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“On her 13th birthday, Jalen Jones discovers a locked book called The Keypers of the Zodiack. Desperately seeking to find a connection to her own zodiac sign, she unlocks the book and unwittingly unleashes the 13th sign, Ophiuchus, the snake. Jalen's world is suddenly turned upside down as the shift in the zodiac creates chaos across the globe. Readers will find themselves propelled into a whirlwind adventure that will leave them guessing till the very end.”
— Gretchen Shuler, Fiction Addiction, Greenville, SC
What if there was a 13th zodiac sign?
You're no longer Sagittarius, but Ophiuchus, the healer, the 13th sign.
Your personality has changed. So has your mom's and your best friend's.
What about the rest of the world?
What if "you" were the one who accidentally unlocked the 13th sign, causing this world-altering change, and infuriating the other 12 signs?
In this book by Kristin O'Donnell Tubb, Jalen did it, and now she must use every ounce of her strength and cunning to send the signs back where they belong. Lives, including her own, depend upon it.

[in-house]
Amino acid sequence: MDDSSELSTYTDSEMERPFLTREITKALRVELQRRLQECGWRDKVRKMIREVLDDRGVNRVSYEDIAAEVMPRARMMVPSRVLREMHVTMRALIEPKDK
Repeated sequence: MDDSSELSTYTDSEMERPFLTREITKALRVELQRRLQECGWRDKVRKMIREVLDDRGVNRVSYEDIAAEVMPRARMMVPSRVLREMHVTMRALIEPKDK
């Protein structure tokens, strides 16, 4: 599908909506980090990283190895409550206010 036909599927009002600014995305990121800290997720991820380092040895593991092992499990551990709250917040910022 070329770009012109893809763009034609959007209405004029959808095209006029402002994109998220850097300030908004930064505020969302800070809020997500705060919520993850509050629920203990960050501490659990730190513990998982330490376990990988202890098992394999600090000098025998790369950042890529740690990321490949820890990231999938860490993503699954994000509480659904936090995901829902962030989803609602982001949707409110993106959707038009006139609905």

"An original, action-packed plot, a resilient heroine, a twist ending and 12 sly, angry Keepers will hold readers on edge. The ultimate astrological fantasy." —Kirkus Reviews"The swiftly paced plot will please readers used to Hunger Games–style action." —Booklist "An engaging, fast-paced adventure through both the streets of New Orleans and the astrological map of the sky." —BCCB Praise for Selling Hope:* "The well-synthesized period flavor extends right down to the one-liners that punctuate Hope’s earnest, easygoing, and perfectly pitched narration (‘This morning’s gravy was so thick, when I stirred it, the room spun around!’). In the end, though, it’s Hope’s relationship with her father—a sort of proto hippy-dippy naturalist who often seems more of a child than Hope—that steals the spotlight with a gentle and well-earned tug of the heartstrings." —Booklist, starred review"It’s a good show with heroes, villains, and heart." —School Library Journal"Readers find themselves drawn in by the countdown to possible doom and intrigued by Tubb’s subtle examination of the fine line between offering hope and dealing deceit. Kids bemused by the notion of mass panic might want to ask their parents what they did to prepare for the turn of the millennium." —BCCB